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Large fines as Waikato ‘green stream’ complaints flow in

Fuseworks Media
Fuseworks Media

In two separate cases taken by Waikato Regional Council, a Waikato farming company and a farmer have been convicted and fined $53,440 and $51,750 respectively for unlawfully discharging farm animal effluent into the environment.

These fines come as a timely reminder to farmers, with the council also responding to a growing series of complaints from members of the public about ‘green streams’ in recent weeks.

Each of these complaints have been responded to by the council’s incident response team, with staff identifying effluent run off into waterways as the cause on each occasion. The six reported incidents in the last two weeks have been to waterways near Hamilton, Karāpiro, Te Awamutu, Ōtorohanga, Gordonton and Te Pahu.

"Each of these incidents is serious and is being investigated," said council investigations manager Patrick Lynch. "They have all caused an adverse effect on the environment and because of this could also lead to enforcement action. While we appreciate this is a particularly busy time of year for farmers, effluent management has to be a priority.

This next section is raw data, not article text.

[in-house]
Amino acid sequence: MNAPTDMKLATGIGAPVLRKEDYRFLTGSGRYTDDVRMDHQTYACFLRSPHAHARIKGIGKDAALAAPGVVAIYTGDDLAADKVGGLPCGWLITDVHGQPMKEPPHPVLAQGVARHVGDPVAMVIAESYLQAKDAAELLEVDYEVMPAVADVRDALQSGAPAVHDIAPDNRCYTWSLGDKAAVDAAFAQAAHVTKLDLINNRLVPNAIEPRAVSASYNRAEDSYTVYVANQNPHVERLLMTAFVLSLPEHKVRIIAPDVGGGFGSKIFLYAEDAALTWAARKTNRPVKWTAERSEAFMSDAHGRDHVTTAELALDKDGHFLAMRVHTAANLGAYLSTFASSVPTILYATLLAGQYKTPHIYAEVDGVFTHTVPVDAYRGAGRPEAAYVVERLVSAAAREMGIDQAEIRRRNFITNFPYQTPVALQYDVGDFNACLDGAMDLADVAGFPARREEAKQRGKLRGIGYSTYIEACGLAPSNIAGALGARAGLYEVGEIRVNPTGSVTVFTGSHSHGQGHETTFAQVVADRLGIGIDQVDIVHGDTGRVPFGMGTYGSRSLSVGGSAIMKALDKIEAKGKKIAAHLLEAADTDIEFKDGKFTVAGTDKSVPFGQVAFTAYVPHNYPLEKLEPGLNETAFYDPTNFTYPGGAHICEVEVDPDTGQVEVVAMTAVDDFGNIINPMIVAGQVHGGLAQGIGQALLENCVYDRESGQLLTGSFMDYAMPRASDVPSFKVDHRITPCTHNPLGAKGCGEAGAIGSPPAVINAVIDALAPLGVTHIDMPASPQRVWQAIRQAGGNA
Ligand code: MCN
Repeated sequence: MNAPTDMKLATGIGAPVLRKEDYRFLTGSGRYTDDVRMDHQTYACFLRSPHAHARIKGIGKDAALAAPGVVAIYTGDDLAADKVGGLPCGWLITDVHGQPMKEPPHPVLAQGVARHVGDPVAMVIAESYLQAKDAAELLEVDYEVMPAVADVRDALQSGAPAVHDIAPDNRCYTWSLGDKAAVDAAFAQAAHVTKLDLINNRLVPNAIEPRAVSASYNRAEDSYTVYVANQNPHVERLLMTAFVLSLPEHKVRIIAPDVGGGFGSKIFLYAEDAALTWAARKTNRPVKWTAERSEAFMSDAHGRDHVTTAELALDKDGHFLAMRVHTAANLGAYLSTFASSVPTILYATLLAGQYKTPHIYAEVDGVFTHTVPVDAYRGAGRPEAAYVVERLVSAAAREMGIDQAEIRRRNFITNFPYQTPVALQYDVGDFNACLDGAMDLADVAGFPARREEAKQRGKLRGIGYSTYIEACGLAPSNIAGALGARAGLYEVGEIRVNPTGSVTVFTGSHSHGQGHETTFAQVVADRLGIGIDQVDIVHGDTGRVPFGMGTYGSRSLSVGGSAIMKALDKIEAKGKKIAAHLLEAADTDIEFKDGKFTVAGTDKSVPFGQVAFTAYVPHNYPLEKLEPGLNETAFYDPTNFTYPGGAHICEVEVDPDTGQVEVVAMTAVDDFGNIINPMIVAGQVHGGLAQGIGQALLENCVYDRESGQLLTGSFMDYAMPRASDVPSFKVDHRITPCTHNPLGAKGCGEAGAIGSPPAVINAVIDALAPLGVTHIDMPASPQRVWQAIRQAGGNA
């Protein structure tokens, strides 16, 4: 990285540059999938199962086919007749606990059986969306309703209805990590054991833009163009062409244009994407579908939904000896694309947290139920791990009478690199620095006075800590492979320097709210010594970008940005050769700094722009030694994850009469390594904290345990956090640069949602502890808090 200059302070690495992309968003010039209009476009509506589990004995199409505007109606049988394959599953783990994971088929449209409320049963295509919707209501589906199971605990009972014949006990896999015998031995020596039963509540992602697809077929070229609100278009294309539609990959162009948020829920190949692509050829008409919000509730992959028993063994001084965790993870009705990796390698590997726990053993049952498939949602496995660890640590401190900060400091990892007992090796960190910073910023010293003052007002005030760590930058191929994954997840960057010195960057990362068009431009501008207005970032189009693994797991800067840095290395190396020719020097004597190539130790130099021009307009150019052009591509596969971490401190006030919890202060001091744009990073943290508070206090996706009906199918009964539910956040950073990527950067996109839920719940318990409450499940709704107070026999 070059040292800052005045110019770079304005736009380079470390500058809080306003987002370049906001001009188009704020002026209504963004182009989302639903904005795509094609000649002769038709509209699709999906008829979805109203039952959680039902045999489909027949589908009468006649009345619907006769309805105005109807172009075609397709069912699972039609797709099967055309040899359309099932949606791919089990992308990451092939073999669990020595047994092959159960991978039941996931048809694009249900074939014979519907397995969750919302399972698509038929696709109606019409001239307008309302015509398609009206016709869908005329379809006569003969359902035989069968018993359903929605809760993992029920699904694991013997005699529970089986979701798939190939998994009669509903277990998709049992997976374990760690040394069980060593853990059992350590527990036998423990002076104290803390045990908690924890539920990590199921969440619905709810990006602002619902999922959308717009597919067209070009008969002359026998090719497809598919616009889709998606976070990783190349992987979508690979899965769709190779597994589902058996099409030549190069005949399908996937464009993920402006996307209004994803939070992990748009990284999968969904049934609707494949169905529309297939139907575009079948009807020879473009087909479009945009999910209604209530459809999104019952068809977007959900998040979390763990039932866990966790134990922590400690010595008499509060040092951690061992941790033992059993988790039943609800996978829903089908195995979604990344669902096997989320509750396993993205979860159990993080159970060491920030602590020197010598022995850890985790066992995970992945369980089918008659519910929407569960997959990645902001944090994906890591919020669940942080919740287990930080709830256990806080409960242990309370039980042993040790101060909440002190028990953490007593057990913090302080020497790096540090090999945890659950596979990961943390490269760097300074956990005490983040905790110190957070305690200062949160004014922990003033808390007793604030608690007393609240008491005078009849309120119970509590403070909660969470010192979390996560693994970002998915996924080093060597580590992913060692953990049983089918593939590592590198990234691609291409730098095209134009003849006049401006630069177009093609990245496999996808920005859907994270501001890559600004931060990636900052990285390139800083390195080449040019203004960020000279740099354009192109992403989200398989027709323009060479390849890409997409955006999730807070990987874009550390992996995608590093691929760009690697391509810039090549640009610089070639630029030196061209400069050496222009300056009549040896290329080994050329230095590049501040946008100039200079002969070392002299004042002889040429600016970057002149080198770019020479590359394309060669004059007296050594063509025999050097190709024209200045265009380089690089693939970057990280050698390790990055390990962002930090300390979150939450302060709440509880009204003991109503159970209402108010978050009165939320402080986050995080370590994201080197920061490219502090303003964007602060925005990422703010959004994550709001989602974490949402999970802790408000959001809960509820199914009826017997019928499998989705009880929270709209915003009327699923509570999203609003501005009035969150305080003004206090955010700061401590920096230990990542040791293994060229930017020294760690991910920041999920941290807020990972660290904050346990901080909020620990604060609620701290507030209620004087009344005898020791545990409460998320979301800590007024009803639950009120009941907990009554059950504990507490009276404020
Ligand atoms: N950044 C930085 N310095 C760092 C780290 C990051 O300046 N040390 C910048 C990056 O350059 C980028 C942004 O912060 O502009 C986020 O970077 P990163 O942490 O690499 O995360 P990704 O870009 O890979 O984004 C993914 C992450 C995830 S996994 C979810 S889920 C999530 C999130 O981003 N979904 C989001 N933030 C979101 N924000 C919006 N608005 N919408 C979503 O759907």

"We are very grateful to the community members who have contacted us. They have seen something that does not look right and called us, enabling us to respond and halt the pollution as quickly as possible," Mr Lynch said.

"This is frustrating for everyone. The rural community and the farming industry expect better from their own. The wider farming industry have worked very hard to reduce their environmental impact through riparian fencing and planting, as well as investment in effluent management infrastructure. Unfortunately there are still some who continue to let everyone down and continue to pollute," he said.

The first of the recently completed cases was sentenced by Judge David Kirkpatrick in the Auckland District Court and found there had been mismanagement of effluent on two neighbouring dairy farms operated by P Walter Farm Ltd, near Pukekohe, in October last year. Council staff found effluent irrigators on both farms had been deliberately disconnected allowing the effluent to pond in large volumes, causing a risk of contaminating groundwater. One of the discharges continued in the same paddock for five days. An Enforcement Order was also issued requiring assessment and improvement of the farm’s effluent system.

The second of the cases was sentenced by Judge Melinda Dickey in the Hamilton District Court and found there had been mismanagement of effluent on a dairy farm operated by Allan Crouch at Orini in October last year. Council staff found that effluent from a farm race had been deliberately scraped into a watercourse and there was large-scale ponding of effluent, posing a risk to groundwater.

Reports of environmental pollution can be made to the council by calling the 24-hour Freephone 0800 800 401.

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